Ranthambhore National Park
The name Ranthambore is derived from two hills in the area, Ran and Thanbhor. Another version says that Ranthambhore was once called Rana Stambhapura or City of the Pillars of War. Ranthambore National Park is one of the biggest and most renowned national parks in Northern India.
The park is located in the Sawai Madhopur district of southeastern Rajasthan, which is about 130 km from Jaipur. Being considered as one of the famous and former hunting grounds of the Maharajas of Jaipur, today the Ranthambore National Park terrain is a major wildlife tourist attraction spot that has pulled the attention of many wildlife photographers and lovers in this destination.
Ranthambore National park is spread over an area of 1,334 sq km along with its nearby sanctuaries such as the Mansingh Sanctuary and the Kaila Devi Sanctuary. The park is majorly famous for its tigers and is one of the best locations in India to see the majestic predators in its natural habitat. The tigers can be easily spotted even during the daytime busy at their ordinary quest– hunting and taking proper care of their young ones.
Ranthambore is also counted as a famous heritage site because of the pictorial ruins that dot the wildlife park. Certainly, a visit to Ranthambore National Park is a treat for every wildlife and nature lover. The time spend watching tigers roaming around, verdant greenery, a gamut of other species of chirpy birds and animals is priceless and worth enough to be explored at least once in a life.
Animals: Tigers, Leopards, Striped Hyenas, Sambar deer, Chital, Nilgai, Common or Hanuman langurs, Macaques, Jackals, Jungle cats, Caracals, Sloth bears, Blackbucks, Rufous-tailed Hare, Indian Wild Boar, Chinkara, Common Palm Civets or Toddy cat, Common Yellow Bats, Desert Cats, Five striped Palm Squirrels, Indian False Vampires, Indian Flying Foxes, Indian Foxes, Indian Gerbilles, Indian Mole Rats, Indian Porcupines, Long-eared Hedgehogs, Ratels, Small Indian Mongoose, Small Indian Civets and Common mongoose.
The Reptiles in the Ranthambore Wildlife Sanctuary: Snub-Nosed Marsh Crocodiles, Desert Monitor Lizards, Tortoise, Banded Kraits, Cobras, Common Kraits, Ganges Soft Shelled Turtles, Indian Pythons, North Indian Flap Shelled Turtles, Rat Snakes, Russel’s Vipers, Saw–scaled Vipers and the Indian Chameleon.
The Fish in the Ranthambore National Park: Ranthambore, due to its numerous water bodies, has a relatively large variety of fish to boast of. These species consist of Bita (Labio Rohita), Catla (Catla catla), Greyei (Chhana matulion), Lanchi (Walago auto), Mahseer (Tor tor), Mirgal (Cirrchinus mrigala), Rohu (Labio rohita), Savank (Chhana punctatus), Seenghari (Mystus seenghala)
Best time to visit Ranthambhore National Park
October to March. The park is closed from June to October. While May and June are hot, the increasing scarcity of water as summer approaches makes wildlife sighting easier as the animals flock to the waterholes.
Mudumalai Wildlife Sanctuary
It lies on the northern and northwestern side of the Nilgiri (Blue Mountains), about 80 km north-west of Coimbatore in the extreme northwestern corner of Tamil Nadu, on the interstate boundaries with Karnataka and Kerala states in southern India. This 321–sq–km wide sanctuary includes a National Park measuring an area of 103–sq–km.
The sanctuary has various mixtures of flat land, open grassland, swamp and valleys. Apart from the wide range of animal and birdlife, the rich fauna of this sanctuary has made Mudumalai very popular with wildlife enthusiasts. It was the first sanctuary in South India and was established in the year 1940. It covers an area of 321 sq. Km. comprising of pristine tropical wilderness. The place is rich in its biodiversity especially the avifauna (Birds).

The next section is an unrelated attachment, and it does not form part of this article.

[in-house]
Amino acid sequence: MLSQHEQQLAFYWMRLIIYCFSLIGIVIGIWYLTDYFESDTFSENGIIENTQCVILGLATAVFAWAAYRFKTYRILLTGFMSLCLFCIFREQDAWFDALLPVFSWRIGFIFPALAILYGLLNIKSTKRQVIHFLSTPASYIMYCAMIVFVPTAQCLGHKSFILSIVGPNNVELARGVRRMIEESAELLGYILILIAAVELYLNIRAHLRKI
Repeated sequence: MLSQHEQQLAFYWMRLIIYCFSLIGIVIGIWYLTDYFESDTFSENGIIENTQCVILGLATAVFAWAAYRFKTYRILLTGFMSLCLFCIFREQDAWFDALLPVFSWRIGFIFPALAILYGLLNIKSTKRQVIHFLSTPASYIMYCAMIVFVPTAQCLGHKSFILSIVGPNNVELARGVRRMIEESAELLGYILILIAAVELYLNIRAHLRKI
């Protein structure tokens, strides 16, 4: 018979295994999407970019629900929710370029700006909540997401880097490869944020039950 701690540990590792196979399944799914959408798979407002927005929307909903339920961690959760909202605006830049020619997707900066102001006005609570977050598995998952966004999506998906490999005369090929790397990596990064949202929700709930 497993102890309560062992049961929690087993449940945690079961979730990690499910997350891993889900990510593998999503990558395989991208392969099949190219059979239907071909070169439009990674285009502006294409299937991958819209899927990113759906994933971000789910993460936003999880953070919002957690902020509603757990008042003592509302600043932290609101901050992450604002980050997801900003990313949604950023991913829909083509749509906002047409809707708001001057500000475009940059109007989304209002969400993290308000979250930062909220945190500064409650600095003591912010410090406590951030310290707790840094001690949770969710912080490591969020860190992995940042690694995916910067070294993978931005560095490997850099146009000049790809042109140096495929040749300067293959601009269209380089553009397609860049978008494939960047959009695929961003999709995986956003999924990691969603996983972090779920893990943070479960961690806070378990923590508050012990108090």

The river Moyar that flows along the border or Tamil Nadu and Karnataka separates the two. The Mysore – Ooty highway runs through the park. Mudumalai forest attracts a large number of wildlife enthusiasts every year, coming from all over the planet. To accommodate the increasing number of tourists, the Indian Forest
Department located in Mudumalai National Park created many wildlife resorts and forest lodges situated in Mudumalai forest itself. It is included as part of the Nilgiri Biosphere reserve which is the first of its kind to be declared as a biosphere reserve in the country.
A variety of habitats ranging from Tropical Evergreen forest, Moist mixed deciduous, Moist Teak forest, Dry teak forest, Secondary grasslands, Shrubs and Swamps exists here. The bird diversity in these habitats is unbelievably rich and is a welcoming place for bird watchers from everywhere. This park harbours over 200 species of birds from 48 families and is one of the richest bird areas in the State of Tamilnadu.
Some of the rarely seen Birds of prey like the rufous–bellied hawk eagle can be occasionally seen in this sanctuary. Nights are fascinating especially during the month of April when the whole sanctuary is illuminated with millions of glowworms.
The wildlife in the Mudumalai National Park can be divided into the following categories:
The major wildlife in the Mudumalai National Park include,
- The Asian elephant, Tiger, Leopard, Gaur, Hyena
- Jackal, Sloth Bear, Sambar, Chital, Muntjac
- Mouse Deer, Wild Boar, Stripe–necked Mongoose, Nilgiri Tahr (adjoining areas), Porcupine
- Giant Flying Squirrel, Bonner Macaque, Barking Deer, Four–horned Antelope, Otter and Langurs
Eight per cent of bird species in India occur in Mudumalai Wildlife Sanctuary. Among the 227 bird species found in Mudumalai, 110 species are insectivores, 62 are carnivores, 23 species are fishivores, 12 species are omnivores and 20 species are grainivores. These include the unique near-threatened Black– and–Orange Flycatcher.
The major birds found in the Mudumalai National Park include,
- The Crested Hawk Eagles, Crested Serpent Eagle, Malabar Trogon,
- Malabar Whistling Thrush, Large Racket–Tailed Drongos
- Spotted Babbler, Green Pigeons, Brown Dove, Malabar Grey Hornbill, Parakeets
- Bulbuls, Cuckoos, Hornbills, Scops Owl, Tiny–eared Owl
- Black Woodpecker, Mynas, Barbets, Buzzards, Harriers, Falcons and the King vulture.
Mudumalai forest can be found among the picturesque surroundings of Tamil Nadu. Nilgiri Hills is a part of the Mudumalai National Park, which, in turn, is a component of the greater Nilgiri Biosphere Reserve.
- The reptile population in the Mudumalai National Park mainly consists of the Crocodiles and Pythons.
- Common Krait and Bamboo Pit Snake are the other major reptiles in the park.